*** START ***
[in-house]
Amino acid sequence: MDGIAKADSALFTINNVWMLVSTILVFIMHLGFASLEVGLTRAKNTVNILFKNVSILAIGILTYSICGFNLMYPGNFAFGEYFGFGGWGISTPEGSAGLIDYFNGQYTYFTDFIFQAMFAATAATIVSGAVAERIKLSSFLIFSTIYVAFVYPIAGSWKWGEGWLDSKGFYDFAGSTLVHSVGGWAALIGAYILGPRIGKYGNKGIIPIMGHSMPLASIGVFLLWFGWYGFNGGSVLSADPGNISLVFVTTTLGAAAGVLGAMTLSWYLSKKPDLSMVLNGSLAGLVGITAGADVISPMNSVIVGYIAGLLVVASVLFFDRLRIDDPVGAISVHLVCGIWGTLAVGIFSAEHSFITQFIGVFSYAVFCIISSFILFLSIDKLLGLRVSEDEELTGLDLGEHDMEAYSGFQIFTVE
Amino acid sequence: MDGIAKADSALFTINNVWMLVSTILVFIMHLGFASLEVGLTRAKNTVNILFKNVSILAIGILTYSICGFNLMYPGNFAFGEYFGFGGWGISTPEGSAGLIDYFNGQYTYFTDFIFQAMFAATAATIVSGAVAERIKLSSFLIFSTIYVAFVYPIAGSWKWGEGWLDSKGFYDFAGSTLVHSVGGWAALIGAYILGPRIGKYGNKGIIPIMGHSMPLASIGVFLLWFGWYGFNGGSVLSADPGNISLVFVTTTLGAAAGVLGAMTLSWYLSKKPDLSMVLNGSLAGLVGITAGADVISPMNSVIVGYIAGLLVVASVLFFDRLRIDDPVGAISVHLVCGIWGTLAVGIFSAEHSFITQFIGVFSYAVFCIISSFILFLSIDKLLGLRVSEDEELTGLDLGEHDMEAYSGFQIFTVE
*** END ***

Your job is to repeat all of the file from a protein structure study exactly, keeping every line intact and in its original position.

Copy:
[in-house]
Amino acid sequence: MDGIAKADSALFTINNVWMLVSTILVFIMHLGFASLEVGLTRAKNTVNILFKNVSILAIGILTYSICGFNLMYPGNFAFGEYFGFGGWGISTPEGSAGLIDYFNGQYTYFTDFIFQAMFAATAATIVSGAVAERIKLSSFLIFSTIYVAFVYPIAGSWKWGEGWLDSKGFYDFAGSTLVHSVGGWAALIGAYILGPRIGKYGNKGIIPIMGHSMPLASIGVFLLWFGWYGFNGGSVLSADPGNISLVFVTTTLGAAAGVLGAMTLSWYLSKKPDLSMVLNGSLAGLVGITAGADVISPMNSVIVGYIAGLLVVASVLFFDRLRIDDPVGAISVHLVCGIWGTLAVGIFSAEHSFITQFIGVFSYAVFCIISSFILFLSIDKLLGLRVSEDEELTGLDLGEHDMEAYSGFQIFTVE
Amino acid sequence: MDGIAKADSALFTINNVWMLVSTILVFIMHLGFASLEVGLTRAKNTVNILFKNVSILAIGILTYSICGFNLMYPGNFAFGEYFGFGGWGISTPEGSAGLIDYFNGQYTYFTDFIFQAMFAATAATIVSGAVAERIKLSSFLIFSTIYVAFVYPIAGSWKWGEGWLDSKGFYDFAGSTLVHSVGGWAALIGAYILGPRIGKYGNKGIIPIMGHSMPLASIGVFLLWFGWYGFNGGSVLSADPGNISLVFVTTTLGAAAGVLGAMTLSWYLSKKPDLSMVLNGSLAGLVGITAGADVISPMNSVIVGYIAGLLVVASVLFFDRLRIDDPVGAISVHLVCGIWGTLAVGIFSAEHSFITQFIGVFSYAVFCIISSFILFLSIDKLLGLRVSEDEELTGLDLGEHDMEAYSGFQIFTVE